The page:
After many hours of research and considering a large number of different brands, we eventually came to the conclusion that the Wacom Mobile Studio Pro is the best standalone drawing tablet.
This is because of its 4K resolution, amazing specs, great display size at 16 inches, and upgradability of memory.
Other brands like Apple’s iPad and Huion’s Kamvas Studio 22 have a much better price-to-performance ratio, but they don’t quite hit every mark as Wacom does. Microsoft’s Surface Book 3 almost matches Wacom but doesn’t meet it in the end by lacking upgradability in memory and true 4k.
With that being said, the Wacom Mobile Studio Pro is typically priced at over $3,000 which is likely more than most people have the budget for. Luckily, there are much cheaper alternatives that offer a lot of value and might be more than enough for you.
Read the full workup below and see how they compare.
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Best Option: Wacom Mobile Studio Pro
The Wacom Mobile Studio Pro is one of the better standalone drawing tablets on the market right now. It has a variety of different features and aspects that might make it the ideal choice for certain hobbyists or professionals.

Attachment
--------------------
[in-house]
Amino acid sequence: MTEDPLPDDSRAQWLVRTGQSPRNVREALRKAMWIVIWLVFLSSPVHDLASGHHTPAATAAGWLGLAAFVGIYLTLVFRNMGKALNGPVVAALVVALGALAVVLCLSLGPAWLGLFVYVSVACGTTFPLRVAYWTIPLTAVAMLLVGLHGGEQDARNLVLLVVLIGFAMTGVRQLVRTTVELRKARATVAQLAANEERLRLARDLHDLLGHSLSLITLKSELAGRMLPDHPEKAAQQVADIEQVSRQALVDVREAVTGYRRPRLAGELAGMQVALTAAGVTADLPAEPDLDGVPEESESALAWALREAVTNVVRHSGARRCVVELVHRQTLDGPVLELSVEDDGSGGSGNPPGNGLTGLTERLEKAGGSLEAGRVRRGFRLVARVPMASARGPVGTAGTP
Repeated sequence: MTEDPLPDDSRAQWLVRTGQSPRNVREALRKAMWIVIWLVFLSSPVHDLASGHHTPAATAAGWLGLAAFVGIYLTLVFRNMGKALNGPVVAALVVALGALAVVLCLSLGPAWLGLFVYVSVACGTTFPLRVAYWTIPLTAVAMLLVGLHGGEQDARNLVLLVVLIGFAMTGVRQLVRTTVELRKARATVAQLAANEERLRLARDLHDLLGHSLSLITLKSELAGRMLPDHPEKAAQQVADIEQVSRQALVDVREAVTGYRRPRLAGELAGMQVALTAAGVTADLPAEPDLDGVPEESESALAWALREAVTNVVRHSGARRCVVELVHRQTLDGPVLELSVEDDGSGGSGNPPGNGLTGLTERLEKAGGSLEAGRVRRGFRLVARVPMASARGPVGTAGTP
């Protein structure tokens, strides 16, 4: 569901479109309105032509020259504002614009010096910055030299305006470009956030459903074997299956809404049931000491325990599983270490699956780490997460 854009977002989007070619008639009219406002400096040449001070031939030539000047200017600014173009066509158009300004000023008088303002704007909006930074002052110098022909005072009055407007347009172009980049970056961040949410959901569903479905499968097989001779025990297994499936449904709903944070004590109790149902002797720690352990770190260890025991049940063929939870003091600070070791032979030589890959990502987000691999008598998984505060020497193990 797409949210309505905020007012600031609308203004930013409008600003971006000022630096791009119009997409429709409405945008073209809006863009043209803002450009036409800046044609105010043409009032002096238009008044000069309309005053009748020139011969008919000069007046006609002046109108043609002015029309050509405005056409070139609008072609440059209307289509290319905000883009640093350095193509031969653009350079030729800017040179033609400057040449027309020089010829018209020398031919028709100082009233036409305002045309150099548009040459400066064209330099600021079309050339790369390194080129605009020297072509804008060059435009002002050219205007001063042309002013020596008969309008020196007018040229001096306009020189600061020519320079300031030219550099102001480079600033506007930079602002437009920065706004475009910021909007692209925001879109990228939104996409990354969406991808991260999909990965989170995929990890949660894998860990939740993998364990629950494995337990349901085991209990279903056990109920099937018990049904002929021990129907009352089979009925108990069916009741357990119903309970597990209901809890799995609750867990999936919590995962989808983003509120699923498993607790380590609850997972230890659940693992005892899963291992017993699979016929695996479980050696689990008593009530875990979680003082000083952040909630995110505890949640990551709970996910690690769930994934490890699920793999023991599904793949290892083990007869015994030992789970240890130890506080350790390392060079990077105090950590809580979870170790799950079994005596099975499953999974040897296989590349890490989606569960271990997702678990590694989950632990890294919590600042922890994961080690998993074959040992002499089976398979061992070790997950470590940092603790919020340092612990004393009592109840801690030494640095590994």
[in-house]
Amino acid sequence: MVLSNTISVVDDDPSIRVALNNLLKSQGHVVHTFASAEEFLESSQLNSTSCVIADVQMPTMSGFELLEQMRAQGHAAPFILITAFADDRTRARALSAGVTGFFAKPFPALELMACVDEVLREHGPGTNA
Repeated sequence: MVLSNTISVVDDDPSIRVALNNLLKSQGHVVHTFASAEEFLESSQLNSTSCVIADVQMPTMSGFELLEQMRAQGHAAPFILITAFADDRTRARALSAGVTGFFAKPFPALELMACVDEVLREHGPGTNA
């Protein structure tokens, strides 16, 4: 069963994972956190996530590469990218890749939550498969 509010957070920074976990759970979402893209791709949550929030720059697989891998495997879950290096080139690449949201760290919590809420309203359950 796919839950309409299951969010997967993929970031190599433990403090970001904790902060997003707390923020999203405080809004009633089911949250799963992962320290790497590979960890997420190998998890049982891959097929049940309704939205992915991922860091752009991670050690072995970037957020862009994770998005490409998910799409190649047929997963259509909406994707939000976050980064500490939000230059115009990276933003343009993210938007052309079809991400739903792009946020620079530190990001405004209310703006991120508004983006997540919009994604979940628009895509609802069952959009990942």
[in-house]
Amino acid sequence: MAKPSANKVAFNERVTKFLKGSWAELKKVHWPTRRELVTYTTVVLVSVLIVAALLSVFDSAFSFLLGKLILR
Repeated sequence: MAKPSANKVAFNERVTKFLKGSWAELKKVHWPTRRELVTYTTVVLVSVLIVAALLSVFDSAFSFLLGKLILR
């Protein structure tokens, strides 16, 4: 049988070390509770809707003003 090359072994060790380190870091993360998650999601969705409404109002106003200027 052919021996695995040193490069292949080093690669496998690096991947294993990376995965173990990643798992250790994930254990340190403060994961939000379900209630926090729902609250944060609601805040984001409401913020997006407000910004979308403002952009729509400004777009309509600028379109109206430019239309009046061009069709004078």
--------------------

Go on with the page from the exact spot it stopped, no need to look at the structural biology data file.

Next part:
It’s available in either 13 inches or 16 inches, possesses a powerful i-7 processor, 16 gigs of ram, a large 512 GB SSD, and a 4k display for your artwork. The technical aspects behind the Wacom Mobile Studio Pro are very impressive.
You’ll find very few brands or models that are capable of beating the level of quality that Wacom has to offer.
Unfortunately, Wacom’s Mobile Studio Pro is also expensive. Exorbitantly so. It’s so much more expensive than any other tablet that you need to consider carefully before you buy it.
For the hobbyist or professional who wants the highest possible performance–regardless of price–Wacom may be a good option. There are others, however, to consider.
Check out the Wacom Mobile Studio Pro on Amazon.
Cheapest Option: Apple iPad
Apple’s iPad is a device that has a lot of different uses, and art is certainly one of them. If you were looking for a standalone drawing tablet and happen to be an Apple fan, this model might work well for you.